Google vs. Groovle

Even Google can’t win them all.  In a recent domain name arbitration decision, Google Inc. v 207 Media, a small Canadian company has prevailed against a challenge by almighty Google Inc.  Google objected to the registration of the domain name GROOVLE.COM, claiming that it was too close to Google’s own famous brand name.  In a domain name arbitration, a complainant must prove 3 things:

(1)   the domain name is identical or confusingly similar to the complainant’s trademark ;
(2)   the person who registered the domain name has no rights or legitimate interests in respect of the domain name; and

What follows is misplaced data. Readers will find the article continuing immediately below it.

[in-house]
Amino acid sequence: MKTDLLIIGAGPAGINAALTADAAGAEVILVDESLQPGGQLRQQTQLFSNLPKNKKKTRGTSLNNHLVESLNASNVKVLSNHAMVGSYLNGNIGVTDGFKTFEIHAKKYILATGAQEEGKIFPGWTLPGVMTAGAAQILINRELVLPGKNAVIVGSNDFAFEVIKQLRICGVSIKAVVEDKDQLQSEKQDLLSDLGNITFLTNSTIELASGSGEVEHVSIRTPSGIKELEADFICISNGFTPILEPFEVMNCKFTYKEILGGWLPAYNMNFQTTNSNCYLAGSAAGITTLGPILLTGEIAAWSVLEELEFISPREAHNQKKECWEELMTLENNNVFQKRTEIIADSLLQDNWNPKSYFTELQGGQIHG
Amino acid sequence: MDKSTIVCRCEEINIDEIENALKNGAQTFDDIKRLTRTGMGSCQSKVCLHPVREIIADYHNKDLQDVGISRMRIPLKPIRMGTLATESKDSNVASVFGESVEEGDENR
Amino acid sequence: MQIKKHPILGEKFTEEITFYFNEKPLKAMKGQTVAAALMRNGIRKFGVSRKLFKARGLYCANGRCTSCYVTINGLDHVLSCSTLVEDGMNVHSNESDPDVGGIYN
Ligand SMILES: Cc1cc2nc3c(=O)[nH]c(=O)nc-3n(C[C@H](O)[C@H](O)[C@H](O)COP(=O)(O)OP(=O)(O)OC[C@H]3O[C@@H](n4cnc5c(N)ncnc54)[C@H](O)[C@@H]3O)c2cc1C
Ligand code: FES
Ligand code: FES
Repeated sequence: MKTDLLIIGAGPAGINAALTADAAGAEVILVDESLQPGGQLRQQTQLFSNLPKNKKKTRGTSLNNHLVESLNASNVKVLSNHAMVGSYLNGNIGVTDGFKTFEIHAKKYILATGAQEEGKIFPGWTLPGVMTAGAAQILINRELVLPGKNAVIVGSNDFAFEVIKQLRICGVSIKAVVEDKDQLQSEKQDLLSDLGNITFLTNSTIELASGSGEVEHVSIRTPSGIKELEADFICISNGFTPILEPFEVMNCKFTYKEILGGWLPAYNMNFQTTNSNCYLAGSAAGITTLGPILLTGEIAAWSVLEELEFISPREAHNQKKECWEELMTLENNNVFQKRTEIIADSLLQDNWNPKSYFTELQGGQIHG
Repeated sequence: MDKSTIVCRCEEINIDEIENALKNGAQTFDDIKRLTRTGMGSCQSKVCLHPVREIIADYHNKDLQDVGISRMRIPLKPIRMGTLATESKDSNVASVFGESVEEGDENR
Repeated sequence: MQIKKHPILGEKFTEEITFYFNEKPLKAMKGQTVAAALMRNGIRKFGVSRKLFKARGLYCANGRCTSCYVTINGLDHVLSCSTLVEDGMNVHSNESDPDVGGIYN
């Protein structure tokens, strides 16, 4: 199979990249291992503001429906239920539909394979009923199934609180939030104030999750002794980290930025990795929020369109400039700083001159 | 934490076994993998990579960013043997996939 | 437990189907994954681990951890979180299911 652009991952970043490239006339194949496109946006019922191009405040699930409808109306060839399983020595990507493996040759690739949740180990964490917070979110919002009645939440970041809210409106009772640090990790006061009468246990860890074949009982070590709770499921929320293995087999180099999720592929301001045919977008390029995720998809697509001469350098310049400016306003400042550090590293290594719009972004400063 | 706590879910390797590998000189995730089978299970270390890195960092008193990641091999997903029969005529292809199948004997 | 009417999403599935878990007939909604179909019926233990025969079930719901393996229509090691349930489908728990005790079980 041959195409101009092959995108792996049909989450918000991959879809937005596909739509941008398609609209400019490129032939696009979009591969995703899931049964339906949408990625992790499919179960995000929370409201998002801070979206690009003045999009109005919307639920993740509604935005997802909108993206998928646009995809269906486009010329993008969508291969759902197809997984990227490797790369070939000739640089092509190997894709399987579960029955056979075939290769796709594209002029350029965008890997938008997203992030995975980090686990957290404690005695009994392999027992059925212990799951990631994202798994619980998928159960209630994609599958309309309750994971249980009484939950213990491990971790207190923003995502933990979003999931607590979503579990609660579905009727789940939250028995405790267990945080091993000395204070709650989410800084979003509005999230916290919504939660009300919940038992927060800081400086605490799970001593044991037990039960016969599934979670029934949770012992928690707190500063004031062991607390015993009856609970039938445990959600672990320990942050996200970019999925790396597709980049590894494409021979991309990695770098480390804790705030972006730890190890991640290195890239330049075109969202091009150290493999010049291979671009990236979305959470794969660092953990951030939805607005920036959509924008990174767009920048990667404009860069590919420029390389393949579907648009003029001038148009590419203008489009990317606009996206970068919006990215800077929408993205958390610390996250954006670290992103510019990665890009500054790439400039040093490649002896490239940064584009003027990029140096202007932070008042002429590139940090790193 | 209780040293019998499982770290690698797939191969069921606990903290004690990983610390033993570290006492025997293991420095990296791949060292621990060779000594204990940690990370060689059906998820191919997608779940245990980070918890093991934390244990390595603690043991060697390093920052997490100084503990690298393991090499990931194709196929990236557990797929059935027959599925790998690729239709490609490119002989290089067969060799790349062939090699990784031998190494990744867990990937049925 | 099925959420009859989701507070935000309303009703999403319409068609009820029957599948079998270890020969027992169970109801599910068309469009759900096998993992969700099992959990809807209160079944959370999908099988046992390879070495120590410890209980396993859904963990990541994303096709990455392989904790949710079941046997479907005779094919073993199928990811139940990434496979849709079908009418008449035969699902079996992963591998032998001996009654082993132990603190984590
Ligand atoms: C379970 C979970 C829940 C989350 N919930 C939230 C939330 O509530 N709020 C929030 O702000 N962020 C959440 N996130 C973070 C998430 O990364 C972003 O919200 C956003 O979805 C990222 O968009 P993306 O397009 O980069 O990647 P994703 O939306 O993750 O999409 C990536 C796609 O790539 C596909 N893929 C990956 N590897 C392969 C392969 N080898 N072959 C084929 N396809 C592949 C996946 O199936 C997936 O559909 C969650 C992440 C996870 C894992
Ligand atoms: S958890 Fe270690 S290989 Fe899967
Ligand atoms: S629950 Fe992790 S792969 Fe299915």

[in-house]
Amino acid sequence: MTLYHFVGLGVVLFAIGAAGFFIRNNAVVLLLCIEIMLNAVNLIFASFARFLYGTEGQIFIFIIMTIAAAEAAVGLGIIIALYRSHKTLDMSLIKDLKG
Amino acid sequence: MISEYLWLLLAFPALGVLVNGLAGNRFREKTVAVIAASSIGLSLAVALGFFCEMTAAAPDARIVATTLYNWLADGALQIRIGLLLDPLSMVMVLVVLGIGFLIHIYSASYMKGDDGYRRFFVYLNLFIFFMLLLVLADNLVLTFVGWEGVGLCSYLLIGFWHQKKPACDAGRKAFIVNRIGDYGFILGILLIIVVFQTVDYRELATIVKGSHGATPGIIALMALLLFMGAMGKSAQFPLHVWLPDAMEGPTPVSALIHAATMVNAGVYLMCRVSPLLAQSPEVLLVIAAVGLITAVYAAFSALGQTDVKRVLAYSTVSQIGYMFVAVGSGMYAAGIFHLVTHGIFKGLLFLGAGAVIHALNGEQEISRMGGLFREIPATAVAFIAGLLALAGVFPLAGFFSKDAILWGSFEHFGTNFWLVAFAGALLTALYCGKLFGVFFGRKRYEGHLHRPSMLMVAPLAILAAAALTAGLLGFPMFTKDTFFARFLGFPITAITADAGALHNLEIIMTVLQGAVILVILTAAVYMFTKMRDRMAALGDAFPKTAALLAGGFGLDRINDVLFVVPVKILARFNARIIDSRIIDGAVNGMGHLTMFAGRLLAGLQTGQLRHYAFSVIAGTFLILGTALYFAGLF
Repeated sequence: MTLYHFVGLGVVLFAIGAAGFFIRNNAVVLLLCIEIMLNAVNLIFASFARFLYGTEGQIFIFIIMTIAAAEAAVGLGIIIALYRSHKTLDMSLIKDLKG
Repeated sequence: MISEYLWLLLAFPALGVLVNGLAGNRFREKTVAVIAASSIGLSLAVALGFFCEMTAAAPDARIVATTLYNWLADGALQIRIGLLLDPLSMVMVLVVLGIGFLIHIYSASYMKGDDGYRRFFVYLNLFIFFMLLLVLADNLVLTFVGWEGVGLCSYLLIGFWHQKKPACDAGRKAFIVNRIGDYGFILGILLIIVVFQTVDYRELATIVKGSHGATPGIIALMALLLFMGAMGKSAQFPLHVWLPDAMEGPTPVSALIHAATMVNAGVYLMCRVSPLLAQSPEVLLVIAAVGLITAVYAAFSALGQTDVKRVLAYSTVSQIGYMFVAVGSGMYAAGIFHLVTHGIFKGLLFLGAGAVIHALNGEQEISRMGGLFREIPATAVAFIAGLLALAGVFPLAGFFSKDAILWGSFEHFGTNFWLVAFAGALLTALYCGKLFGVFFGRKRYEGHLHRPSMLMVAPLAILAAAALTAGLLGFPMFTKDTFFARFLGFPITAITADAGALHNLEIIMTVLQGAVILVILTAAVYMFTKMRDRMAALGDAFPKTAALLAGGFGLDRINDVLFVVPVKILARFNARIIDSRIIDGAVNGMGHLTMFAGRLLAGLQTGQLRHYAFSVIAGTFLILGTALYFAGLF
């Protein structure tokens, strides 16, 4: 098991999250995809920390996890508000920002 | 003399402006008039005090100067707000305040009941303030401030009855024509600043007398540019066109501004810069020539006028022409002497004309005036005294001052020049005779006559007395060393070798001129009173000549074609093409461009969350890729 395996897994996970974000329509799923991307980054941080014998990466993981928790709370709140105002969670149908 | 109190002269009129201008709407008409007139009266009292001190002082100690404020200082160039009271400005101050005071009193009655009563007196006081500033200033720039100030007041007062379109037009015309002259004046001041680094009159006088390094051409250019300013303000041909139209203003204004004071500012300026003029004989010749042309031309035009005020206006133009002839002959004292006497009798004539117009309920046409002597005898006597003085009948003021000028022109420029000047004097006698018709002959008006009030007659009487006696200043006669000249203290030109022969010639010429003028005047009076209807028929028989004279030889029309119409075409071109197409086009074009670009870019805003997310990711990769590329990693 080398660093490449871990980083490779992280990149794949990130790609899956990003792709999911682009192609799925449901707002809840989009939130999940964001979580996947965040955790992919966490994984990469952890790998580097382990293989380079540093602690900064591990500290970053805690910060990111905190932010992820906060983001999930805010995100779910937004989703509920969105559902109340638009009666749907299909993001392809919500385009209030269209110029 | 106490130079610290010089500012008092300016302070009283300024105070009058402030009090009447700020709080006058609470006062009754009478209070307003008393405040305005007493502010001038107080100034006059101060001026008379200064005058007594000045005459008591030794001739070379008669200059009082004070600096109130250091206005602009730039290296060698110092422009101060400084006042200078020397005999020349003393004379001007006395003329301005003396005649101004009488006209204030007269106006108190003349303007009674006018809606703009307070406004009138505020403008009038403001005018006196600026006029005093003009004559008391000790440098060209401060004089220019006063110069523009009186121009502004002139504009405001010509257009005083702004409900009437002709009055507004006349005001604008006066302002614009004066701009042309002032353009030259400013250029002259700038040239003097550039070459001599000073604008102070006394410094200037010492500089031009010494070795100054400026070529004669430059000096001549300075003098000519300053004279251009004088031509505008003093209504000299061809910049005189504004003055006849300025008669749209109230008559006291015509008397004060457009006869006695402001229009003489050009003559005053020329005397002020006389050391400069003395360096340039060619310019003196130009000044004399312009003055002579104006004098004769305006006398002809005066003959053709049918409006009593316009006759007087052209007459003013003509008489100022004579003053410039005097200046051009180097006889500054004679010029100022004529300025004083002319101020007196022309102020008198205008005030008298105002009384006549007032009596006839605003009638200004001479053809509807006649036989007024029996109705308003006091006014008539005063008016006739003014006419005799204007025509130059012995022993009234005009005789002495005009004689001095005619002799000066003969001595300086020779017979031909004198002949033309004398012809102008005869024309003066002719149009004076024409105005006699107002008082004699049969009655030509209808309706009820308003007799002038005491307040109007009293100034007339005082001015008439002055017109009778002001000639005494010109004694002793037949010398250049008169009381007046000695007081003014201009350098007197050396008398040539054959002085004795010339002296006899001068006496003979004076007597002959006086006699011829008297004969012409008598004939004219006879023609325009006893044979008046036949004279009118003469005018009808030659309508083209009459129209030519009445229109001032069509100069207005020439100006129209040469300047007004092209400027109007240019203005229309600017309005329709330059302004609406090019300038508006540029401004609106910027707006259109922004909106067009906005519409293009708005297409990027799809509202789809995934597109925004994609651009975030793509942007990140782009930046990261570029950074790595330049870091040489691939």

(3)   the domain name has been registered and is being used in bad faith.

In this case, the arbitrator decided that Google failed on the first count. GROOVLE was found to be not confusingly similar to Google’s trade-mark. This follows an earlier decision where Google challenged the domain name FROOGLES.COM and lost (Google, Inc. v. Wolfe, FA 275419 (Nat. Arb. Forum, July 18, 2004)).

The real dispute was not so much the similarity of the names (Google has better things to do than chase every single misspelled variation of its domain name).  It was rather the use by Groovle of Google’s Custom Search Engine program.  This program permits users to embed a Google search box into their own site; Groovle took this one step further and permitted users to essentially customize their own search page, using Google’s engine, but displaying Groovle’s brand.

Calgary 10:00 MST

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